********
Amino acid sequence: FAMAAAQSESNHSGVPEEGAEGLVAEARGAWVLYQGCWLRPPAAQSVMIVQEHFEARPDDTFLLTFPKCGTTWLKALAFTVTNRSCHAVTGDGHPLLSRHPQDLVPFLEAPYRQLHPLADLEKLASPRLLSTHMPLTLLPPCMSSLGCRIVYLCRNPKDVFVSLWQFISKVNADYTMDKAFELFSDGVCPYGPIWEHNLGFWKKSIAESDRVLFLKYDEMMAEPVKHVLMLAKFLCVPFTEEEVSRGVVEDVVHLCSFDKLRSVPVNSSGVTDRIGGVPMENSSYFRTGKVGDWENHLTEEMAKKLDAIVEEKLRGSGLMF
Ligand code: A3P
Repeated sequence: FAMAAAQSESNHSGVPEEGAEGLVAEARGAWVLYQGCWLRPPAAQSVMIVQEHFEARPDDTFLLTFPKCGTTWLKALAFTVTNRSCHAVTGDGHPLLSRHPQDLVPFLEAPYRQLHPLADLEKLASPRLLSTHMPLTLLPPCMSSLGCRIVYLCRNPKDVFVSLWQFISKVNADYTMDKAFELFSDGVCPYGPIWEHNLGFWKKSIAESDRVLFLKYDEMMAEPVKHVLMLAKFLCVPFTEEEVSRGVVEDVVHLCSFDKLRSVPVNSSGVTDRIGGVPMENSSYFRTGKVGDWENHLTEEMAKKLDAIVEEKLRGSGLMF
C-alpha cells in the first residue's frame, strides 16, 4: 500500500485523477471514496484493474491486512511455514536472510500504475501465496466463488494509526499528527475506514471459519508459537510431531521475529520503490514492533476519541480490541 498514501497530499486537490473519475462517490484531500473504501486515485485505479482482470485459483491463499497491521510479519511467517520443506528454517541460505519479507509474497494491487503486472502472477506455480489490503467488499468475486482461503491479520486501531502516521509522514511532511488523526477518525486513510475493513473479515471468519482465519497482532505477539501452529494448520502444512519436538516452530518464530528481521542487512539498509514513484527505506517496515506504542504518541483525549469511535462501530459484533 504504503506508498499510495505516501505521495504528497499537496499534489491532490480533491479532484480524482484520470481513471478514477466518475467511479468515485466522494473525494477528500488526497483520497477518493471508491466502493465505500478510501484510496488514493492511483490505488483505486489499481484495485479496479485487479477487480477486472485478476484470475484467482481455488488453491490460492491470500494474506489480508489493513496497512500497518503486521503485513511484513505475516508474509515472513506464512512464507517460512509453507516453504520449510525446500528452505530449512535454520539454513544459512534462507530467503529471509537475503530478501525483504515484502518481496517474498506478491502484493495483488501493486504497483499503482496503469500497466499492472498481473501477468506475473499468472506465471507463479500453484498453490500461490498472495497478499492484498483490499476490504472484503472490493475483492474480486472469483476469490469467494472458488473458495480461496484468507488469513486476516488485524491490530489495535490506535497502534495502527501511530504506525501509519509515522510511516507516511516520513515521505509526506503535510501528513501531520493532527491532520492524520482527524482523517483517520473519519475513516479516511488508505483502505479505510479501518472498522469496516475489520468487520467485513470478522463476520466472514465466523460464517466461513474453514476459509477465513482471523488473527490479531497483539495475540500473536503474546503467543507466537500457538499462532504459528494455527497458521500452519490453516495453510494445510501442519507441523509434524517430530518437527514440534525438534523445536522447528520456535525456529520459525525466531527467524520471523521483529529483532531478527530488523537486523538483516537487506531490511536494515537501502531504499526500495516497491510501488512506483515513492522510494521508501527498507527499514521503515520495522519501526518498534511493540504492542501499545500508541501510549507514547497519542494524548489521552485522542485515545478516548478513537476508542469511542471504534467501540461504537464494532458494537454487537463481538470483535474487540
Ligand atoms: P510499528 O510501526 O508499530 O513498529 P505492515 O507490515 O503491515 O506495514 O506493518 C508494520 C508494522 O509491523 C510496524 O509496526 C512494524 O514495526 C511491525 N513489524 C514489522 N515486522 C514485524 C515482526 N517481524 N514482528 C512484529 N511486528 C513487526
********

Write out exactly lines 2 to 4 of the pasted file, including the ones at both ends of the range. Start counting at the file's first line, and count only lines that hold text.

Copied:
Ligand code: A3P
Repeated sequence: FAMAAAQSESNHSGVPEEGAEGLVAEARGAWVLYQGCWLRPPAAQSVMIVQEHFEARPDDTFLLTFPKCGTTWLKALAFTVTNRSCHAVTGDGHPLLSRHPQDLVPFLEAPYRQLHPLADLEKLASPRLLSTHMPLTLLPPCMSSLGCRIVYLCRNPKDVFVSLWQFISKVNADYTMDKAFELFSDGVCPYGPIWEHNLGFWKKSIAESDRVLFLKYDEMMAEPVKHVLMLAKFLCVPFTEEEVSRGVVEDVVHLCSFDKLRSVPVNSSGVTDRIGGVPMENSSYFRTGKVGDWENHLTEEMAKKLDAIVEEKLRGSGLMF
C-alpha cells in the first residue's frame, strides 16, 4: 500500500485523477471514496484493474491486512511455514536472510500504475501465496466463488494509526499528527475506514471459519508459537510431531521475529520503490514492533476519541480490541 498514501497530499486537490473519475462517490484531500473504501486515485485505479482482470485459483491463499497491521510479519511467517520443506528454517541460505519479507509474497494491487503486472502472477506455480489490503467488499468475486482461503491479520486501531502516521509522514511532511488523526477518525486513510475493513473479515471468519482465519497482532505477539501452529494448520502444512519436538516452530518464530528481521542487512539498509514513484527505506517496515506504542504518541483525549469511535462501530459484533 504504503506508498499510495505516501505521495504528497499537496499534489491532490480533491479532484480524482484520470481513471478514477466518475467511479468515485466522494473525494477528500488526497483520497477518493471508491466502493465505500478510501484510496488514493492511483490505488483505486489499481484495485479496479485487479477487480477486472485478476484470475484467482481455488488453491490460492491470500494474506489480508489493513496497512500497518503486521503485513511484513505475516508474509515472513506464512512464507517460512509453507516453504520449510525446500528452505530449512535454520539454513544459512534462507530467503529471509537475503530478501525483504515484502518481496517474498506478491502484493495483488501493486504497483499503482496503469500497466499492472498481473501477468506475473499468472506465471507463479500453484498453490500461490498472495497478499492484498483490499476490504472484503472490493475483492474480486472469483476469490469467494472458488473458495480461496484468507488469513486476516488485524491490530489495535490506535497502534495502527501511530504506525501509519509515522510511516507516511516520513515521505509526506503535510501528513501531520493532527491532520492524520482527524482523517483517520473519519475513516479516511488508505483502505479505510479501518472498522469496516475489520468487520467485513470478522463476520466472514465466523460464517466461513474453514476459509477465513482471523488473527490479531497483539495475540500473536503474546503467543507466537500457538499462532504459528494455527497458521500452519490453516495453510494445510501442519507441523509434524517430530518437527514440534525438534523445536522447528520456535525456529520459525525466531527467524520471523521483529529483532531478527530488523537486523538483516537487506531490511536494515537501502531504499526500495516497491510501488512506483515513492522510494521508501527498507527499514521503515520495522519501526518498534511493540504492542501499545500508541501510549507514547497519542494524548489521552485522542485515545478516548478513537476508542469511542471504534467501540461504537464494532458494537454487537463481538470483535474487540